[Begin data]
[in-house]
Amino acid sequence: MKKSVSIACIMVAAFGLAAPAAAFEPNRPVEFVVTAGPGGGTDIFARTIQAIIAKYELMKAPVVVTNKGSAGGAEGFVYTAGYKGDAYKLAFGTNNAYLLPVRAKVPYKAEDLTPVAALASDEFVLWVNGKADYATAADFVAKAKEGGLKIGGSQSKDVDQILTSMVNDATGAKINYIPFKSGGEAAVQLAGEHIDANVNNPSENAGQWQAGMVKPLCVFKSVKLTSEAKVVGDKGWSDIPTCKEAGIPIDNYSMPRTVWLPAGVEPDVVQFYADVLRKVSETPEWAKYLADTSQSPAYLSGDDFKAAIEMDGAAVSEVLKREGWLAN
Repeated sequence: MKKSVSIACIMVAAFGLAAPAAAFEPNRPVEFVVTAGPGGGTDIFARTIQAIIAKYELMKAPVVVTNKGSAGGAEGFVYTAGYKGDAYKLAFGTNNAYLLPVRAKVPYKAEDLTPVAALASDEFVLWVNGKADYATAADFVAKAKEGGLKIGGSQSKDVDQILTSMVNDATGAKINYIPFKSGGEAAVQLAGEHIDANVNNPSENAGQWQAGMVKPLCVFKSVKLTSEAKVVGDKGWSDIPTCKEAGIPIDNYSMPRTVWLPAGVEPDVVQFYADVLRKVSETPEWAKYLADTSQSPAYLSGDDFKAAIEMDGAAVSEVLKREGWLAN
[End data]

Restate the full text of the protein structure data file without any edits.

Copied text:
[in-house]
Amino acid sequence: MKKSVSIACIMVAAFGLAAPAAAFEPNRPVEFVVTAGPGGGTDIFARTIQAIIAKYELMKAPVVVTNKGSAGGAEGFVYTAGYKGDAYKLAFGTNNAYLLPVRAKVPYKAEDLTPVAALASDEFVLWVNGKADYATAADFVAKAKEGGLKIGGSQSKDVDQILTSMVNDATGAKINYIPFKSGGEAAVQLAGEHIDANVNNPSENAGQWQAGMVKPLCVFKSVKLTSEAKVVGDKGWSDIPTCKEAGIPIDNYSMPRTVWLPAGVEPDVVQFYADVLRKVSETPEWAKYLADTSQSPAYLSGDDFKAAIEMDGAAVSEVLKREGWLAN
Repeated sequence: MKKSVSIACIMVAAFGLAAPAAAFEPNRPVEFVVTAGPGGGTDIFARTIQAIIAKYELMKAPVVVTNKGSAGGAEGFVYTAGYKGDAYKLAFGTNNAYLLPVRAKVPYKAEDLTPVAALASDEFVLWVNGKADYATAADFVAKAKEGGLKIGGSQSKDVDQILTSMVNDATGAKINYIPFKSGGEAAVQLAGEHIDANVNNPSENAGQWQAGMVKPLCVFKSVKLTSEAKVVGDKGWSDIPTCKEAGIPIDNYSMPRTVWLPAGVEPDVVQFYADVLRKVSETPEWAKYLADTSQSPAYLSGDDFKAAIEMDGAAVSEVLKREGWLAN